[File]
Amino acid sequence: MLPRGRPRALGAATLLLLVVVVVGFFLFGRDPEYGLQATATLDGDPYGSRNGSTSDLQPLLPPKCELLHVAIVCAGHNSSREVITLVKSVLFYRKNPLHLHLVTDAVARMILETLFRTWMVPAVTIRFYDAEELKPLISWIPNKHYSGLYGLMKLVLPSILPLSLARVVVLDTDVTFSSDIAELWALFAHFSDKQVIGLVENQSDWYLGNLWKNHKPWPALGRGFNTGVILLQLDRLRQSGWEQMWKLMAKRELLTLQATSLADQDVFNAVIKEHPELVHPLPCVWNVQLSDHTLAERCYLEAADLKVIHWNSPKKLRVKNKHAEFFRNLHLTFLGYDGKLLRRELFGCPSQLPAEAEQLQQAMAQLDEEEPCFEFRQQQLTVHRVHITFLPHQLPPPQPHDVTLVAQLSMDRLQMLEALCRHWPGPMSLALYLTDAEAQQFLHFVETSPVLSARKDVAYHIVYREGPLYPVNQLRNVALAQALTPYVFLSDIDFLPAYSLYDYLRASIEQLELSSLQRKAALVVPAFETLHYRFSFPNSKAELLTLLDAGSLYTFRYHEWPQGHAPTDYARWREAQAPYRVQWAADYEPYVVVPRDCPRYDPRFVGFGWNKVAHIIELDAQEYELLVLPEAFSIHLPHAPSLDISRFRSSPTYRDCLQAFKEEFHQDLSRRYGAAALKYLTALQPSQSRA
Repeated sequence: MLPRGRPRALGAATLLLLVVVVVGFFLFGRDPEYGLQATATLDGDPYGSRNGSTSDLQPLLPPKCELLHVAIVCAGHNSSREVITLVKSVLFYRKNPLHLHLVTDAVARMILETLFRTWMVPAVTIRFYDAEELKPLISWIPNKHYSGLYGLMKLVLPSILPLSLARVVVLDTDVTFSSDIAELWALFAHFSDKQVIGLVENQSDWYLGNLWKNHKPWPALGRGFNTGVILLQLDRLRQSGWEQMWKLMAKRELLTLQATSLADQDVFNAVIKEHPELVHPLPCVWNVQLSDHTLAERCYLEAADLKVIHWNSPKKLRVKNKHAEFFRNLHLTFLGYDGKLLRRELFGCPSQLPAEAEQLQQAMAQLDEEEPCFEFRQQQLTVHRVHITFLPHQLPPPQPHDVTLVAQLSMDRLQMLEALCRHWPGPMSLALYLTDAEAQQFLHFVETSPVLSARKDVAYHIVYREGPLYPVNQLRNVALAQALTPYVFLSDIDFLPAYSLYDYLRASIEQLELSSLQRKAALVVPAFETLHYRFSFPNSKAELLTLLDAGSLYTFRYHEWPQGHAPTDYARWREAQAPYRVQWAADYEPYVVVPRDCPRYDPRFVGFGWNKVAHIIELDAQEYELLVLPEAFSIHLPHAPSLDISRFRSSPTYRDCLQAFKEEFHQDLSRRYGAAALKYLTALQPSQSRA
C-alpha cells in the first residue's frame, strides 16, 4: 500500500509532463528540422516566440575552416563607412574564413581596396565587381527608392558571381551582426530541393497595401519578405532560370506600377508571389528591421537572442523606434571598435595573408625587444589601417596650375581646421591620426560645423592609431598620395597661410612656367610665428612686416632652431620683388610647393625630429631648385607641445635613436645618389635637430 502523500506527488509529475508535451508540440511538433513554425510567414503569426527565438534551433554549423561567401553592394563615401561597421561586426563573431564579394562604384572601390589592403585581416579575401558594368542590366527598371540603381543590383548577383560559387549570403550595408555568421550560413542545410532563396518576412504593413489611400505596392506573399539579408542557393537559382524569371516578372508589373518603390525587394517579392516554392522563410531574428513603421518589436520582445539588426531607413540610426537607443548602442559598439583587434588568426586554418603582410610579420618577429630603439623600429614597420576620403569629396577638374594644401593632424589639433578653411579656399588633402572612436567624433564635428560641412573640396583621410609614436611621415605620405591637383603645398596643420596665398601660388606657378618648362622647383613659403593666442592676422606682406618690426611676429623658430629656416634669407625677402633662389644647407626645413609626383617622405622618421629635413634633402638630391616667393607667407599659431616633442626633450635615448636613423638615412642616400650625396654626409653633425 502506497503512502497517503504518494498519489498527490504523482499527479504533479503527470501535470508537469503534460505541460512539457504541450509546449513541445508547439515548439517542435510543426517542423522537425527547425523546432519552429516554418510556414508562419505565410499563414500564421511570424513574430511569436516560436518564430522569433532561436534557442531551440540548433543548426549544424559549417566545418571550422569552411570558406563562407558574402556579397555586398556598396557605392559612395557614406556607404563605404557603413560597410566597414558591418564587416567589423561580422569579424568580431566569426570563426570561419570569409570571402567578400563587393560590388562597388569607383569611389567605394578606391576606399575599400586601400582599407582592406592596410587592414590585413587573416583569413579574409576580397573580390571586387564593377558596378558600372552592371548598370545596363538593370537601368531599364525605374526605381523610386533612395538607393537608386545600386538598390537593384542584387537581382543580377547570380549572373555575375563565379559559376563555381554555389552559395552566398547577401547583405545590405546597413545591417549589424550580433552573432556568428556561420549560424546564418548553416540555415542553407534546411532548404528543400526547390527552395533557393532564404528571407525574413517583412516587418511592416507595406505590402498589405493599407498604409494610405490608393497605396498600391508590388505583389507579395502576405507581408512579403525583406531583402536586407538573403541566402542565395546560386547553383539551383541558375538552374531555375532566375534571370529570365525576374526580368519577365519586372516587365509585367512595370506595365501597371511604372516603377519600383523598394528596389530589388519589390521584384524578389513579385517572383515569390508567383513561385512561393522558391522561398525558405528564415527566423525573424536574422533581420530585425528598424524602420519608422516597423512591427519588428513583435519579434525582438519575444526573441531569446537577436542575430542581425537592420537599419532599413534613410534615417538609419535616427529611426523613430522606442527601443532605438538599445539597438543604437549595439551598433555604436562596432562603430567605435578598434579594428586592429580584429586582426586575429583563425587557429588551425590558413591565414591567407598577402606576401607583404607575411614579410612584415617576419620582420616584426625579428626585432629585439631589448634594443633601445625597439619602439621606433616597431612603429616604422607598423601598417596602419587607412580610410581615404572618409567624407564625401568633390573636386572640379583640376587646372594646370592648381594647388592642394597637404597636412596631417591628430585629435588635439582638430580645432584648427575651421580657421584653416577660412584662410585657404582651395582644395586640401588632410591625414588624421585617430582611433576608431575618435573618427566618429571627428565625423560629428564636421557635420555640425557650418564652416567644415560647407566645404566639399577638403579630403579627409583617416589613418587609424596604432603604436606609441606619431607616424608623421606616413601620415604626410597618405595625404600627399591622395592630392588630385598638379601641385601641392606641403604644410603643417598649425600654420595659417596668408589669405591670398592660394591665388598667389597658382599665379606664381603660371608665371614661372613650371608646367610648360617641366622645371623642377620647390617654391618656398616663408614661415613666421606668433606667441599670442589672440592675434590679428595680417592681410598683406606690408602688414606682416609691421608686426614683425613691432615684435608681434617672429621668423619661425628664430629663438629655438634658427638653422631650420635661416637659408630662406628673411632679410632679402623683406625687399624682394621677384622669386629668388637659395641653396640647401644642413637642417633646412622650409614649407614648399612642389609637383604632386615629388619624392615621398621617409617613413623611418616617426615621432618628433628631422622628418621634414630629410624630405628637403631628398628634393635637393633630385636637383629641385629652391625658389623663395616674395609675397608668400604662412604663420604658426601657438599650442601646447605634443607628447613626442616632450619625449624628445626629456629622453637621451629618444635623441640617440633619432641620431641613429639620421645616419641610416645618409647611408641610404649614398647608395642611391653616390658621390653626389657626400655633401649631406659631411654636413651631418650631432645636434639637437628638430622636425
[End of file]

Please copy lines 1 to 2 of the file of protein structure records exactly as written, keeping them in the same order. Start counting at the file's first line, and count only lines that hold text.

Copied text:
Amino acid sequence: MLPRGRPRALGAATLLLLVVVVVGFFLFGRDPEYGLQATATLDGDPYGSRNGSTSDLQPLLPPKCELLHVAIVCAGHNSSREVITLVKSVLFYRKNPLHLHLVTDAVARMILETLFRTWMVPAVTIRFYDAEELKPLISWIPNKHYSGLYGLMKLVLPSILPLSLARVVVLDTDVTFSSDIAELWALFAHFSDKQVIGLVENQSDWYLGNLWKNHKPWPALGRGFNTGVILLQLDRLRQSGWEQMWKLMAKRELLTLQATSLADQDVFNAVIKEHPELVHPLPCVWNVQLSDHTLAERCYLEAADLKVIHWNSPKKLRVKNKHAEFFRNLHLTFLGYDGKLLRRELFGCPSQLPAEAEQLQQAMAQLDEEEPCFEFRQQQLTVHRVHITFLPHQLPPPQPHDVTLVAQLSMDRLQMLEALCRHWPGPMSLALYLTDAEAQQFLHFVETSPVLSARKDVAYHIVYREGPLYPVNQLRNVALAQALTPYVFLSDIDFLPAYSLYDYLRASIEQLELSSLQRKAALVVPAFETLHYRFSFPNSKAELLTLLDAGSLYTFRYHEWPQGHAPTDYARWREAQAPYRVQWAADYEPYVVVPRDCPRYDPRFVGFGWNKVAHIIELDAQEYELLVLPEAFSIHLPHAPSLDISRFRSSPTYRDCLQAFKEEFHQDLSRRYGAAALKYLTALQPSQSRA
Repeated sequence: MLPRGRPRALGAATLLLLVVVVVGFFLFGRDPEYGLQATATLDGDPYGSRNGSTSDLQPLLPPKCELLHVAIVCAGHNSSREVITLVKSVLFYRKNPLHLHLVTDAVARMILETLFRTWMVPAVTIRFYDAEELKPLISWIPNKHYSGLYGLMKLVLPSILPLSLARVVVLDTDVTFSSDIAELWALFAHFSDKQVIGLVENQSDWYLGNLWKNHKPWPALGRGFNTGVILLQLDRLRQSGWEQMWKLMAKRELLTLQATSLADQDVFNAVIKEHPELVHPLPCVWNVQLSDHTLAERCYLEAADLKVIHWNSPKKLRVKNKHAEFFRNLHLTFLGYDGKLLRRELFGCPSQLPAEAEQLQQAMAQLDEEEPCFEFRQQQLTVHRVHITFLPHQLPPPQPHDVTLVAQLSMDRLQMLEALCRHWPGPMSLALYLTDAEAQQFLHFVETSPVLSARKDVAYHIVYREGPLYPVNQLRNVALAQALTPYVFLSDIDFLPAYSLYDYLRASIEQLELSSLQRKAALVVPAFETLHYRFSFPNSKAELLTLLDAGSLYTFRYHEWPQGHAPTDYARWREAQAPYRVQWAADYEPYVVVPRDCPRYDPRFVGFGWNKVAHIIELDAQEYELLVLPEAFSIHLPHAPSLDISRFRSSPTYRDCLQAFKEEFHQDLSRRYGAAALKYLTALQPSQSRA